Nice NB frequency. Most FX chips arent too stable beyond 2.5ghz.
You know, its funny you say that because I just resolved some reliability problems in reference to my NB speed.. I had the NB clocked at 2640mhz and the NB voltage at 1.35 and it was hanging up about half way through the AIDA64 Cache and Memory Benchmark. No matter what voltage, it would just lock the system up half way through the test. So after trying 1.4v I did the opposite and tried less voltage. Sure enough using LESS voltage did the trick! I don't know if this is just a lucky guess but it seems to have resolved my stability problems.
Post by stormchaser on Jul 2, 2019 14:42:20 GMT -5
So I got a little greedy and bumped up the clock speed to 4920Mhz @ ~ 1.5 vcore, its definitely not 100% stable but this is more of a web browsing machine anyway so I can ride that fine line of reliability.
Im using a CoolerMaster Hyper 212, I also have a 140MM fan above and 120MM fan behind the cooler.
The Biostar TA970 motherboard Im using has heatsinks on the VRM area, so as long as I don't overdue it with a game or a torture test, those VRMs stay pretty cool even at the higher clocks.
EDIT: This particular Hyper 212 has been "modded" to say the least. I broke one of the studs off so its only held on with the three remaining studs, I had to bend the bracket to make it work and actually cool like it is supposed to. I will get pics at some point so you can see what Im talking about.
Post by stormchaser on Jul 4, 2019 11:14:15 GMT -5
Yeah I have core - temp running in my taskbar so I have real-time temp monitoring. I've heard the FX doesn't actually have a sensor, its just a mathematical calculation based on some CPU indications. I've heard, the higher the temp the more accurate it is. Because for now, it runs anywhere from 70*F to 95* at idle and 125-130*F under full load.
Post by ShrimpBrime on Jul 4, 2019 12:02:34 GMT -5
I've read that recently also. But when I was cooling sub zero, the temps looked pretty accurate to me.... -74 degree with DICE cooling seemed accurate for that cooling used.
70-95f seems accurate (enough) because I'd be willing to bet your ambient room temps are between those figures.
So what is doing the mathematical calculation? The Bios chip now can convert and calculate on it's own? I think not. There are Cpu core temps and board temps. These temps are given from a sensor, not a magical calculation actually. HOWEVER, the sensor may not be well calibrated at certain temperatures above or below a certain degree.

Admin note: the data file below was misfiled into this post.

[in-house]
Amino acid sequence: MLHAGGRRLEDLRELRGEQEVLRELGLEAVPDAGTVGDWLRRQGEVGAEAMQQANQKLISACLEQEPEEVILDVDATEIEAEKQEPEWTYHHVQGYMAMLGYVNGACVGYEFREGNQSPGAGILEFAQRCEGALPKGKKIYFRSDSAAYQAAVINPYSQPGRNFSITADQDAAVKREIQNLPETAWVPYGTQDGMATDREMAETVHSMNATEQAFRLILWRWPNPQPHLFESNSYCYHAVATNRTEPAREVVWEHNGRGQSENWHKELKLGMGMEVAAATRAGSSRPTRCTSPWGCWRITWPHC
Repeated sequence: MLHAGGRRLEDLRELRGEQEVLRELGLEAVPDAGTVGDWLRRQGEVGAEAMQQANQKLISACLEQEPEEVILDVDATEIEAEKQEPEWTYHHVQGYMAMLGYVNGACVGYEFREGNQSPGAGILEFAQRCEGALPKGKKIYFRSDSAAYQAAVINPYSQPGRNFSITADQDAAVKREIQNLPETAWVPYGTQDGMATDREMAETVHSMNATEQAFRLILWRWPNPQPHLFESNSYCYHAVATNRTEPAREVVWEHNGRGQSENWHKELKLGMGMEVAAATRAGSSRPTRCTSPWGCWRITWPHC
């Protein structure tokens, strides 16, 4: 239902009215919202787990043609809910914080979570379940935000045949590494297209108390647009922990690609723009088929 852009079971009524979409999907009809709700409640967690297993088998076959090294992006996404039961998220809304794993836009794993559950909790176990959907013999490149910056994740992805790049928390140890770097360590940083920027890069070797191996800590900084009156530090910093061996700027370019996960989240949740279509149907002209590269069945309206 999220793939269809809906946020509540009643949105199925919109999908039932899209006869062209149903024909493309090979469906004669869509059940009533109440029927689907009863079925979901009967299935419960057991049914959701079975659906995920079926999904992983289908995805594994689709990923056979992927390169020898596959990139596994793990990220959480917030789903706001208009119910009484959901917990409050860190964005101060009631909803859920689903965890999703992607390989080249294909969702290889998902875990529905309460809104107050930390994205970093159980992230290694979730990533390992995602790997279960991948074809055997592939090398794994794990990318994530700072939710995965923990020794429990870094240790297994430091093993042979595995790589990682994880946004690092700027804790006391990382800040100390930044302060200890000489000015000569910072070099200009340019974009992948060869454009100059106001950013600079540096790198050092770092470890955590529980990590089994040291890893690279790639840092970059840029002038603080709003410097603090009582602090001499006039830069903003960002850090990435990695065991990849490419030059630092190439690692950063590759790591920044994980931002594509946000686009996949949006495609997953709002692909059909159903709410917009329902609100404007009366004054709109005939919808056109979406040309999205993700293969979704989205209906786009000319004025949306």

In short, you really only need to pay most attention to the 130F load temps.
AMD processors have been like that for a long time, not just FX. There is no core sensor per-say, there is a die sensor. It is not accurate at all, but over 40c it is as close as it'll get. Sub ambient temps, you're better off looking at the socket temp. Neither will be very accurate. That is what K probes are for.
Loved by thousands, hated by millions. Warp9-systems, the anti-Christ of competitive benchmarking.
Post by ShrimpBrime on Jul 4, 2019 12:30:50 GMT -5
The core is located in the die. The sensor is simply not reading any core nor a single core. That's why we cannot call is a "core temp" and get away with it.
But then it doesn't make sense to say it's not accurate at all, but then becomes accurate suddenly at 40c, now this is your accurate "core temp" even though it's actually a die temp. At 40c the cores and die are closer together in temp to become accurate.
K probes are quite a bit more accurate. However doesn't change the location of the temperature sensor in the processor. Therefor the reading on the probes is also inaccurate.
Thus there is some degree of accuracy at idle and load or inaccurate at both states.
I can probe the DICE/LN2 pot and it should almost always differ from a core/board reading. I can view bios reading and view windows reading and always have a difference.
So then is the sensor inaccurate? The location of temp sensor inaccurate? Software vs hardware vs prove = accurate?
Meh, -148c. close enough. ++ 2.0v FX Phenom Ryzen ATHLON.....
ShrimpBrime: Yeah, you guys are probably right. I'm gonna do that. For the time being I tried the Razor Viper 8K2. It's smooth and all that, but it's smaller. It lacks features. Mamba it is!!!
Aug 9, 2022 16:46:01 GMT -5
austin86: I like the old MS intellimouse. But it sounds like you need to find anther Razor mamba.
Aug 9, 2022 12:24:30 GMT -5
zila1: If you liked that mouse that much another type or brand may not suit you. If you can find another one, I would get it. Maybe two more if you can swing it and put one away.
Aug 7, 2022 20:05:58 GMT -5
ShrimpBrime: Any suggestions, or should I just get another of the same mouse? I did get a lot of years from it....
Aug 7, 2022 17:51:51 GMT -5
ShrimpBrime: I dislike my new mouse. Need suggestions. Was spoiled for a long time with a Razor mamba tournament edition. The mouse wheel has 4 buttons on it's own, I liked the side to side page scroll feature it had. The lazer wigz out occasionally.
Aug 7, 2022 17:50:46 GMT -5
antinomy: So if you lack of sex, VIA's here to help you
Aug 6, 2022 18:15:01 GMT -5
antinomy: Nano has twice performance for same clocks against the older C7. But compatibility is a bitch. Bench(f**n)mate won't run on it, W10 didn't run too (maybe there is some build that will), some benchmarks are finicky about VIAs.
Aug 6, 2022 18:14:45 GMT -5
antinomy: The architecture has changed a few times. C3 is like the stone age. Superseeded by C7. Don't remember about IPC but the bus changed from P6 arch (Pentium 2/3) to quad-pumped (Pentium 4/Core2). Then it has been replaced by Isaiah architecture (VIA Nano).
Aug 6, 2022 18:12:45 GMT -5
austin86: yeah the c3 was a slow chip, some of the zhaoxin CPUs use VIA architecture too.
Aug 4, 2022 11:28:46 GMT -5